We know how to mentor foreign troops plagued by low skills and low morale; our current Undersecretary of Defense for Special Operations wrote a book on it and you know what he said? You have to live with and fight with them to get them up to standard. That was why the Prince Plan made sense.
The only rational way forward is to allow the Afghans to solve this problem the Afghan way. General Nicholson said he’s giving himself two more years for his plan to work. I don’t what he’ll be saying in January 2020 but do know this much; there will be no significant changes to the situation in Afghanistan.
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Last night President Trump gave a solid speech about why he is committing American power and prestige to continue fighting in Afghanistan. It was a good speech that outlined some reasonable goals and contained the kind of one liners guys (and gals) like me appreciate. “We are not nation building again. We are killing terrorists”. That sounds great until you think about who, exactly, are these terrorist we’re going to be smoke checking. Depending on how you look at it the “terrorists” could be every non Hazara Afghan residing beyond the confines of Kabul.
One of the other components of the speech was the refusal to give out specific numbers regarding the increase in American forces in Afghanistan as well as what these forces are expected to do. The most common number in the press, based on pre-speech background briefings, was an increase of 4,000 troops. Some of these troops are supposed to be supplied by our NATO allies but that’s not going to happen. There are only a few of those allies who have troops that can fight and they have no reason to go back for Operation Groundhog Day.
What will these troops be doing on the ground? It sounds like they are going to fight but who will would be doing the fighting, where are they going to fight, how long will they be fighting? We really can’t do that much fighting because we have a center of gravity that the Taliban understands well. We cannot afford to take casualties. The American people are not behind this effort and they are not going to tolerate a steady flow of body bags into Dover.
The stated goal of our continued effort in Afghanistan is to prevent the repeat of a 9/11 type of attack on the American homeland. 9/11 was planned and coordinated in Afghanistan by al Qaeda and some of them, as well as an ISIS franchise, remain in the country. But it is impossible to believe that, even if the Taliban took control of the entire country, one of those organizations would be allowed to plan and launch attacks on America. We are to continue fighting villains until we have “exposed the false allure of their ideology”. That too is not going to happen; their ideology is based on the Koran; there are no countervailing Koranic interpretations evident in Islam today that would push back against the Jihadi narrative.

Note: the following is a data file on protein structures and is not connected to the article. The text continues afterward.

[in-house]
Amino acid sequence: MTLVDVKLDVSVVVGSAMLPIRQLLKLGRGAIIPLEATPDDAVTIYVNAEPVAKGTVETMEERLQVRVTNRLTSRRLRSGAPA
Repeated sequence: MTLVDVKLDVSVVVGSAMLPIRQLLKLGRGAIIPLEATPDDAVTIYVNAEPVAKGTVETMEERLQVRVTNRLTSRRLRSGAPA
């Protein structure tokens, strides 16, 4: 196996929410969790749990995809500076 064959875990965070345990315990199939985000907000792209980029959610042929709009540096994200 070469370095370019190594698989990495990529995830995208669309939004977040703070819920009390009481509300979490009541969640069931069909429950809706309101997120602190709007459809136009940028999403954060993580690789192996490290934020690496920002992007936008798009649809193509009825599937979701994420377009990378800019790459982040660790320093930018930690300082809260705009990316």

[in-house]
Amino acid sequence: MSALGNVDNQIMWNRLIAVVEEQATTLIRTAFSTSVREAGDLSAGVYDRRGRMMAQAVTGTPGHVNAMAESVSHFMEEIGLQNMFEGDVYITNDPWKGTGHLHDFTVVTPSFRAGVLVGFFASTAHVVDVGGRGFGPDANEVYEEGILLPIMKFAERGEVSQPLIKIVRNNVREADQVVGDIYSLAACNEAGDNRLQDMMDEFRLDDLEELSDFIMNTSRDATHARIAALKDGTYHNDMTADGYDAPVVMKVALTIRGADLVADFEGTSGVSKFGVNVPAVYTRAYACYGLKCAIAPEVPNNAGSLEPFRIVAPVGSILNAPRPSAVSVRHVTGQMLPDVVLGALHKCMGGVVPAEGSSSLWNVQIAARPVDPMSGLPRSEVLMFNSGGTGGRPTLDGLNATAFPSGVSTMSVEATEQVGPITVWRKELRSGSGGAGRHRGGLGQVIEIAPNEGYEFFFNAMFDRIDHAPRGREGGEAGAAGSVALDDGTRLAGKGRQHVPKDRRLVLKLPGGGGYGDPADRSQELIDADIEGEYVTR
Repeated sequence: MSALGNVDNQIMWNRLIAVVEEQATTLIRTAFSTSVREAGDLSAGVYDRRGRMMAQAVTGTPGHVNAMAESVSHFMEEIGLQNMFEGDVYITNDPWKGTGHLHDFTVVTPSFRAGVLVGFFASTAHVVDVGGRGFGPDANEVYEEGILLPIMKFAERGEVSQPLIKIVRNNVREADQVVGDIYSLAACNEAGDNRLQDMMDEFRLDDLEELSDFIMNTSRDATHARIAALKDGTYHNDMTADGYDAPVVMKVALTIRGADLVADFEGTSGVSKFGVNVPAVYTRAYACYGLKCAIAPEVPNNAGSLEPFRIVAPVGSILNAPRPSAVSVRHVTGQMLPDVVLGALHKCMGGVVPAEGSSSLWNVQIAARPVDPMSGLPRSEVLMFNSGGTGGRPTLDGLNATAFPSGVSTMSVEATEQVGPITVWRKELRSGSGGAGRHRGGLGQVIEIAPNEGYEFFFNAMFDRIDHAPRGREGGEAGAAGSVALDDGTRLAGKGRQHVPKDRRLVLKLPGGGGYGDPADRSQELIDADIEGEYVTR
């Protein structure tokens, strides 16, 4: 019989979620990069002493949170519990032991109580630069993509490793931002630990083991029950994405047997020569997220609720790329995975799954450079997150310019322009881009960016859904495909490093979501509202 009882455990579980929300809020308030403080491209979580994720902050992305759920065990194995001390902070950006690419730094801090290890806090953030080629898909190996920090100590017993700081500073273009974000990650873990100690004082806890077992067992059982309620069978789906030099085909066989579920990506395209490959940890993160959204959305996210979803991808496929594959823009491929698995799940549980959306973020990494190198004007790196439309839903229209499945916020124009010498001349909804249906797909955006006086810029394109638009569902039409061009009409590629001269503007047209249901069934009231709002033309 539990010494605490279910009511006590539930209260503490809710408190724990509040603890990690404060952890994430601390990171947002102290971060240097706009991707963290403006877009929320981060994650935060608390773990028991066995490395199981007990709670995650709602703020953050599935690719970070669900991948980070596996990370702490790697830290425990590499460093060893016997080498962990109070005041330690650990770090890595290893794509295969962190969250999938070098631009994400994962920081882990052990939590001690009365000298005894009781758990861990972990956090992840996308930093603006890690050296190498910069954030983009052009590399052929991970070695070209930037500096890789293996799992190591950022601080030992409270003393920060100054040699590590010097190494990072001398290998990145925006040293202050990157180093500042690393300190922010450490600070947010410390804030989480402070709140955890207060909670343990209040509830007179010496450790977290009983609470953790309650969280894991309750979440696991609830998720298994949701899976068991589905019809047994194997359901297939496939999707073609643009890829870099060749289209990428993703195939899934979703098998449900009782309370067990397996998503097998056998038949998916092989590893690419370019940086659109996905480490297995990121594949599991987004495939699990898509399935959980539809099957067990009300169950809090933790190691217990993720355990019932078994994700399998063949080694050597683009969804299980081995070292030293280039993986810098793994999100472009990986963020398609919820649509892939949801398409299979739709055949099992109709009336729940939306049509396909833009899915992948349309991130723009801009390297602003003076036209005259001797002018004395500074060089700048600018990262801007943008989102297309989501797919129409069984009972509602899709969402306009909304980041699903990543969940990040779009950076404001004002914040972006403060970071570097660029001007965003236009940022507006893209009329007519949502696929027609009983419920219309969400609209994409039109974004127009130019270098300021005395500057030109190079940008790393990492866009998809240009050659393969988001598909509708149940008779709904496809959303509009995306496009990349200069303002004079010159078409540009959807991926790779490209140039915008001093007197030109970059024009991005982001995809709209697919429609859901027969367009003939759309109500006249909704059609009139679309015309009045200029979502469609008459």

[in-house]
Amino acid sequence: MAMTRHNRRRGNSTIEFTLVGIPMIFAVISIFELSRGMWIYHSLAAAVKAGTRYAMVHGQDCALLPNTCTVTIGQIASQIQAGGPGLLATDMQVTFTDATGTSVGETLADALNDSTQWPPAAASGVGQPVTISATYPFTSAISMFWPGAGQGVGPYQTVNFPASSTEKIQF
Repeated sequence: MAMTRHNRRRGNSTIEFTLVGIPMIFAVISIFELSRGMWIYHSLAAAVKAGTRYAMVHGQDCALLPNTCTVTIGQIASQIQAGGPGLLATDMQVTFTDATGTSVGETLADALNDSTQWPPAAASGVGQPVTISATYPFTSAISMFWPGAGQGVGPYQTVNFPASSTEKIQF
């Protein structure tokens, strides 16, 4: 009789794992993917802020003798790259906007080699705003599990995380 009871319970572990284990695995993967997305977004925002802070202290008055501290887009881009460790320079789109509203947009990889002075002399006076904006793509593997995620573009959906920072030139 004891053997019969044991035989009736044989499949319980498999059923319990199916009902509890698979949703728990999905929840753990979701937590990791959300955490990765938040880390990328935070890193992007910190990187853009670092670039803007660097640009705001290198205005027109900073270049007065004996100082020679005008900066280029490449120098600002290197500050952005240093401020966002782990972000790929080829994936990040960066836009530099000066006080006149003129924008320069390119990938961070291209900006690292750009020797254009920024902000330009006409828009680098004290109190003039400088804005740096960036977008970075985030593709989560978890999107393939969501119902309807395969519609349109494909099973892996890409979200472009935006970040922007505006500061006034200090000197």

Talking about changing our approach to Pakistan, increasing cooperation with India and holding the Afghan government accountable sounds like a reasonable course of action unless you know something about Pakistan, Afghanistan and India. How do you make the Kabul government “more accountable”? How can you get the Pakistani’s to stop funding cross boarder mayhem while at the same time inviting India to assume a much bigger role in Afghanistan? Pakistan will once again be critical to the logistical effort required for putting even more boots on the ground and thus holds the trump card in any dispute with us concerning what they are or are not doing in Afghanistan.
The strength of the Prince Plan was embedding trainers/mentors with the Afghan Security Forces at the battalion level and leaving the same team in place for years on end. That would have allowed the mentors to gain front specific knowledge regarding the tactics and personalities at the granular level and that in addition to their access to combat enablers (Tac Air and Artillery) could have been decisive.
Extended time on the ground in the same place also renders the number one Taliban weapon (IED’s) ineffective. Fighting on the same turf for years at a time provides the knowledge required to avoid IED’s as well as complex ambushes. Increased dwell time = increased tactical proficiency = decrease in combat casualties from IED’s. Increased dwell time is no longer in the cards meaning units who venture outside the wire during their 6 to 9 month rotations will take casualties they could have avoided had they been on the ground longer.